Alcohol use has links to several different cancers, including liver cancer. Research suggests it may contribute to liver cancer development in some people.
The number of people with liver cancer in the United States has more than tripled since 1980, while the death rate has more than doubled in the same time.
This article explores the links between alcohol and liver cancer, other possible causes, and ways to help prevent liver cancer.
A note about sex and gender
Sex and gender exist on spectrums. This article will use the terms “male,” “female,” or both to refer to sex assigned at birth. Click here to learn more.
Many reputable organizations, including the ACS and the
However, the percentage of people who develop hepatocellular carcinoma from cirrhosis may be relatively low.
A person may benefit from speaking with a healthcare professional about reducing alcohol intake.
There are several potential causes and risk factors for liver cancer beyond alcohol use and cirrhosis. Though the following are often used interchangeably as either a risk factor or cause, experts are still
Some common risk factors
- having more weight
- having nonalcoholic fatty liver disease
- smoking cigarettes
- having diabetes
- long-term hepatitis B or hepatitis C virus infection
- having obesity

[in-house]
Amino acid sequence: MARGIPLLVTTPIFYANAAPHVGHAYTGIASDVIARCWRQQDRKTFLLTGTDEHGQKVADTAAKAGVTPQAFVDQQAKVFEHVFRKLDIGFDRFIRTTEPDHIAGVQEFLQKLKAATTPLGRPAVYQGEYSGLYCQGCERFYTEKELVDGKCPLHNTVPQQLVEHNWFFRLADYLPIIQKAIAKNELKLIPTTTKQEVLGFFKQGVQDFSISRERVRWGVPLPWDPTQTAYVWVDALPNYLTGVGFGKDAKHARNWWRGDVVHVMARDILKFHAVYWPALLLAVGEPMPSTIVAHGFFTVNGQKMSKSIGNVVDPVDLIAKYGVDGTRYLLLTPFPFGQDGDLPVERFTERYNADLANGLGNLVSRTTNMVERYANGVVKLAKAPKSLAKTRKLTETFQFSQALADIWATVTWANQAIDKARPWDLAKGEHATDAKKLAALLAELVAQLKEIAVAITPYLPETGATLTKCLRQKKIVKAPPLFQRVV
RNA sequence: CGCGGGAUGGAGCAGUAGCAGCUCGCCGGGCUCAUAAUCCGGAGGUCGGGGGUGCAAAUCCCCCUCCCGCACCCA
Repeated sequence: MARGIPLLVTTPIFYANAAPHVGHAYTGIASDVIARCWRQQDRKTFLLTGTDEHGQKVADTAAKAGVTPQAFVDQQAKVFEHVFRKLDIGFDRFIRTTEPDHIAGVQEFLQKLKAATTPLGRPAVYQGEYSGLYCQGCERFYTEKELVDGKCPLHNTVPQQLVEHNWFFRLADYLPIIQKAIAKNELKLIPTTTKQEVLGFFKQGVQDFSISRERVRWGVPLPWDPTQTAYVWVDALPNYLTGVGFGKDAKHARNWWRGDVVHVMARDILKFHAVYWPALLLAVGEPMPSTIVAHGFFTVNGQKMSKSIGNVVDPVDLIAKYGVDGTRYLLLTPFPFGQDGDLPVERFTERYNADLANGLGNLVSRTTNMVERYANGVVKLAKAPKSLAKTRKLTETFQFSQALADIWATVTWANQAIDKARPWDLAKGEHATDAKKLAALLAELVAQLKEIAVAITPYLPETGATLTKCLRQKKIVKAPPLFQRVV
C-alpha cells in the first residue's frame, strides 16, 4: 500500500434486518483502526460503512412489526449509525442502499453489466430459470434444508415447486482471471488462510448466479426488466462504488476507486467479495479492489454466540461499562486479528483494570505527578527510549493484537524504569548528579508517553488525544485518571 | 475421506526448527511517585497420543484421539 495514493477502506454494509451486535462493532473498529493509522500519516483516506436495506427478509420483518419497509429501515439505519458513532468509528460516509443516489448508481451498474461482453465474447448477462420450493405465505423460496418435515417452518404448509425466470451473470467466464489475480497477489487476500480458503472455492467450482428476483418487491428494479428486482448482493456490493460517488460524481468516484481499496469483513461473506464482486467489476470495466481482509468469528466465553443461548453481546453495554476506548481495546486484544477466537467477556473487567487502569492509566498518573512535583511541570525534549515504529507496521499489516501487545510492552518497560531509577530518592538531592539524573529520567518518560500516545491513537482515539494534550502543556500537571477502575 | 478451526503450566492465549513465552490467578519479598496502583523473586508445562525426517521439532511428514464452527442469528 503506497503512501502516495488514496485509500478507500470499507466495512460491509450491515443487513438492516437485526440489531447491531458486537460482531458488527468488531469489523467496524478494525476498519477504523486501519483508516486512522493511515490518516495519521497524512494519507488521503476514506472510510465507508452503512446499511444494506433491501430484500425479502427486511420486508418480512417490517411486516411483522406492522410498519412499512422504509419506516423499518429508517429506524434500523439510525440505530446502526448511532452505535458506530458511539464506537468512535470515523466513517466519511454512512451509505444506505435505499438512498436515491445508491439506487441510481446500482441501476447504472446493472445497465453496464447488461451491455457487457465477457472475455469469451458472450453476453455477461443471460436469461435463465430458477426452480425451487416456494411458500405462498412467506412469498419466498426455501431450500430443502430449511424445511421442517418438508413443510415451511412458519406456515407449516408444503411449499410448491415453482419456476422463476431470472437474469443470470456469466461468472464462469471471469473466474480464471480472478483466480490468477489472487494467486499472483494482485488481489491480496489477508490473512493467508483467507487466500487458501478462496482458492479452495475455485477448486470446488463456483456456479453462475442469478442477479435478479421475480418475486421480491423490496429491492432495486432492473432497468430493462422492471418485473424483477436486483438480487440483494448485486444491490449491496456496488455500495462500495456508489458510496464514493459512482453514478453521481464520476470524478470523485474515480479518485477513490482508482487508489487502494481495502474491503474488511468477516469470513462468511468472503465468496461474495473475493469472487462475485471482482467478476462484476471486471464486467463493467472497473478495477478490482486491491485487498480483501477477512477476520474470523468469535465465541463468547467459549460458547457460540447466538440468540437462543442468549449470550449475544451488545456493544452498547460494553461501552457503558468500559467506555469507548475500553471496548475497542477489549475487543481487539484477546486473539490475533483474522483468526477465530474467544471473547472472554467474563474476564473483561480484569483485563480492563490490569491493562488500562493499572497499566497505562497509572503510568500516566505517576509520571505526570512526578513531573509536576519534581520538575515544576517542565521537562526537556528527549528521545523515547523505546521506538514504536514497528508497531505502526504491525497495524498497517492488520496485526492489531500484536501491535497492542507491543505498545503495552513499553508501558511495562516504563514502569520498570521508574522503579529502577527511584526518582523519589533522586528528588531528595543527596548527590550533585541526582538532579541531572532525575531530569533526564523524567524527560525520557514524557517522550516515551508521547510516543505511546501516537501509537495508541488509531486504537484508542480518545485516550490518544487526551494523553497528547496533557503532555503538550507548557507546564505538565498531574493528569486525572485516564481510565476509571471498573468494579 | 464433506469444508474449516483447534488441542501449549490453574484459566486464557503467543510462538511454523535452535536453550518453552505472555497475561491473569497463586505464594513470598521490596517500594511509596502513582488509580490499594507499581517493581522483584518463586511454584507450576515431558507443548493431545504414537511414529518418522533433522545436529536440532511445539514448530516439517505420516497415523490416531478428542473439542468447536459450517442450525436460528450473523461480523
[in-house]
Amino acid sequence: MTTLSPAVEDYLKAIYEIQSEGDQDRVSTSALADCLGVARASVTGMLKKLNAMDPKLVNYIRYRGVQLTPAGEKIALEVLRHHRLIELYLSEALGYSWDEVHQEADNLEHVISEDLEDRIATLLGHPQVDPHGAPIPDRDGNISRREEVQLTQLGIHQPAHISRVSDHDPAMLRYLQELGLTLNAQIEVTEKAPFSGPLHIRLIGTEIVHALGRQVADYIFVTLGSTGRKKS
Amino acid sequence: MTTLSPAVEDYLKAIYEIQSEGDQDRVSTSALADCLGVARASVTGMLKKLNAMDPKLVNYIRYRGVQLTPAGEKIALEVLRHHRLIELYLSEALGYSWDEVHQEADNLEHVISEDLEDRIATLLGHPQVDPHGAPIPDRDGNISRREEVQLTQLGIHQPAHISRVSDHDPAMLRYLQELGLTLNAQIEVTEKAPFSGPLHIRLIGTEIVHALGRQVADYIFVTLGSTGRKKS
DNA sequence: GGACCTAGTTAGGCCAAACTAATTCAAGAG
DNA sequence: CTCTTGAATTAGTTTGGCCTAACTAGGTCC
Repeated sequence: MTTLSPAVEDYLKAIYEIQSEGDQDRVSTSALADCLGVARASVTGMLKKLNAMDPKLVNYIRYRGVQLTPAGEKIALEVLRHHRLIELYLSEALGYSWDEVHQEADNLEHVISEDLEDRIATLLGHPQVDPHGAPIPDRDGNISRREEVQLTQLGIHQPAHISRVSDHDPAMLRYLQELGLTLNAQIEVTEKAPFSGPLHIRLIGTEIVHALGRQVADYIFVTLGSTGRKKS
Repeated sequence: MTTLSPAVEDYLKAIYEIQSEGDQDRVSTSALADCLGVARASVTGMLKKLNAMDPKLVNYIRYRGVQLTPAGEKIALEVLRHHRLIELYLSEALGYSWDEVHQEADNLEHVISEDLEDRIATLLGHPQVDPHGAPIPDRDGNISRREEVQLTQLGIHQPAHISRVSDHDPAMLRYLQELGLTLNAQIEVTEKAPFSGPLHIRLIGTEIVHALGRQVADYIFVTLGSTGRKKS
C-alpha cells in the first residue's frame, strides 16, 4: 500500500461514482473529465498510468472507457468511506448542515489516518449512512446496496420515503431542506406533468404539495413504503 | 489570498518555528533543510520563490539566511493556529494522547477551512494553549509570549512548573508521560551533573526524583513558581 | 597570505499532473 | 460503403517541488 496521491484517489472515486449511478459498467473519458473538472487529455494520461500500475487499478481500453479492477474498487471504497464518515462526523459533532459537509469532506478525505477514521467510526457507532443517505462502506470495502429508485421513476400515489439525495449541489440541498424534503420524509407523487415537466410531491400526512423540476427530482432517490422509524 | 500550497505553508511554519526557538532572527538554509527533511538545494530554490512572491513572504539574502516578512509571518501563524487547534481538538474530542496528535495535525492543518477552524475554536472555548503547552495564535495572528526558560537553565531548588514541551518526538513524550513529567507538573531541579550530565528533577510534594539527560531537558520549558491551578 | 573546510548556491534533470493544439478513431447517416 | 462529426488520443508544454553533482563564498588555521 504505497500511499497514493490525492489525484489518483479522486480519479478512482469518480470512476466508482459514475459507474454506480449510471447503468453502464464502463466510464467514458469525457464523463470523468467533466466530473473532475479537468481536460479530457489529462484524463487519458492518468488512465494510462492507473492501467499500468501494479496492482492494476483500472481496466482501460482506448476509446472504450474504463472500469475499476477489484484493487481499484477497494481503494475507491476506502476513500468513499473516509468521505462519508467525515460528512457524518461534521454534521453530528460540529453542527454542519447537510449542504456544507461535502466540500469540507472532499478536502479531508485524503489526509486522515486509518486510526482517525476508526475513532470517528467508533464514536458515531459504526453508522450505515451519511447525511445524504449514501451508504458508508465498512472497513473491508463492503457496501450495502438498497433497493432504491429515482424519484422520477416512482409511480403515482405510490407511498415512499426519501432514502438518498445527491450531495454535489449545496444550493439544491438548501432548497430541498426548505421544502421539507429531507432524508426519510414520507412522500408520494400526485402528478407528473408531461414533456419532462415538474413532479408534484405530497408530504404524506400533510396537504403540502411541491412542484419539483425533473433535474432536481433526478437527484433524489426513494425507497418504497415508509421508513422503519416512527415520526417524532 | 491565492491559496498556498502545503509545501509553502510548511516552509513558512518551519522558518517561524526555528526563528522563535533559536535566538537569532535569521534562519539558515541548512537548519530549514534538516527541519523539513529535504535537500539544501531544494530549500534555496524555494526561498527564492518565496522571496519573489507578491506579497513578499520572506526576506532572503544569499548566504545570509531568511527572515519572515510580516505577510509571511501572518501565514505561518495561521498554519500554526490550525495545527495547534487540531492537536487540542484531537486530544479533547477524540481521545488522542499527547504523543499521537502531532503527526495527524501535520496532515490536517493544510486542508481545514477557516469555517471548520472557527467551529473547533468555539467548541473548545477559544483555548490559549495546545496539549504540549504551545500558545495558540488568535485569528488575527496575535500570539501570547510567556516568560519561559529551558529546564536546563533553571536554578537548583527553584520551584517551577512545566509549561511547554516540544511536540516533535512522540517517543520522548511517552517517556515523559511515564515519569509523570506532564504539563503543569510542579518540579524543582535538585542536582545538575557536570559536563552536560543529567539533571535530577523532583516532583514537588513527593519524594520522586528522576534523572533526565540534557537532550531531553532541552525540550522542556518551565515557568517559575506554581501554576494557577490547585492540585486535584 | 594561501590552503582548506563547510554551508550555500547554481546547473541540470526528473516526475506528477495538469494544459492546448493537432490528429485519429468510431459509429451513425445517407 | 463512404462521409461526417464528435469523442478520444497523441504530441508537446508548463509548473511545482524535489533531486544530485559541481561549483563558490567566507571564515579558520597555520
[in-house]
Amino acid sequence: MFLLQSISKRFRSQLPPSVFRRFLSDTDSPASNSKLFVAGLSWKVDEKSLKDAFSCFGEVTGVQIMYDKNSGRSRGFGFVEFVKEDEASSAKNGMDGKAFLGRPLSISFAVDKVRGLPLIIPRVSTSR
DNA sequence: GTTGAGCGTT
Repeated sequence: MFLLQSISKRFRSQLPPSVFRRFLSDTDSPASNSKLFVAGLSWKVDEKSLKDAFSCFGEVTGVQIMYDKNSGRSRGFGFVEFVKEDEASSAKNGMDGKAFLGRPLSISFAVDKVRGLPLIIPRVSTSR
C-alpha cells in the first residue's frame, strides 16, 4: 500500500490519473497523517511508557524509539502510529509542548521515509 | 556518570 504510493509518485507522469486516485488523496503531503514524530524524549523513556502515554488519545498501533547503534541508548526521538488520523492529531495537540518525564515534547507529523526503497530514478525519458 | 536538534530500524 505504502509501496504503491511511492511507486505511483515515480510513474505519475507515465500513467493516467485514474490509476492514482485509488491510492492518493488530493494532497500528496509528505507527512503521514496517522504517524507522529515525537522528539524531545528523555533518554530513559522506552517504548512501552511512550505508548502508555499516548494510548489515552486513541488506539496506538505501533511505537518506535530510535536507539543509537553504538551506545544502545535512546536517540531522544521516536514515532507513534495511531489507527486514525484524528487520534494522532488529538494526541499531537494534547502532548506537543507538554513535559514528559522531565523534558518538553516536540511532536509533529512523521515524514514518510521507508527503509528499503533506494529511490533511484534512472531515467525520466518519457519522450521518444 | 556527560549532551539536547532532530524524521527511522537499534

- having hemochromatosis, a condition where the body absorbs and stores more iron than it needs
- consuming foods containing aflatoxin, which is a type of fungus that can grow on grains or nuts stored in certain conditions
Additionally, people of certain races and ethnicities in the U.S. may have a higher risk of developing liver cancer. The highest rates of liver cancer are among Asian Americans and Pacific Islanders, followed by:
- Hispanic Americans
- Latin Americans
- Native Americans
- Alaska Natives
- African Americans
- white Americans
People can take steps to help reduce their risks of developing liver cancer. Some ways a person may help prevent liver cancer
- preventing and treating hepatitis B and C infections
- limiting alcohol use or avoiding it altogether
- stopping or never starting smoking
- limiting exposure to potentially cancer-causing chemicals
- treating diseases that can lead to liver cancer, such as cirrhosis
- maintaining a moderate weight
Alcohol use may increase a person’s risk of developing liver cancer. Chronic and heavy use of alcohol can lead to alcoholic liver disease. This can cause cirrhosis, increasing an individual’s risk of developing liver cancer.
Other risk factors can also increase a person’s liver cancer risk.
Modifiable risk factors include avoiding infections that affect the liver, limiting exposure to cancer-causing chemicals, avoiding smoking, and maintaining a moderate weight.
People should speak with a healthcare professional if they are concerned about their alcohol intake or the likelihood of developing liver cancer. A doctor can provide further advice about how to limit alcohol consumption and prevent liver cancer.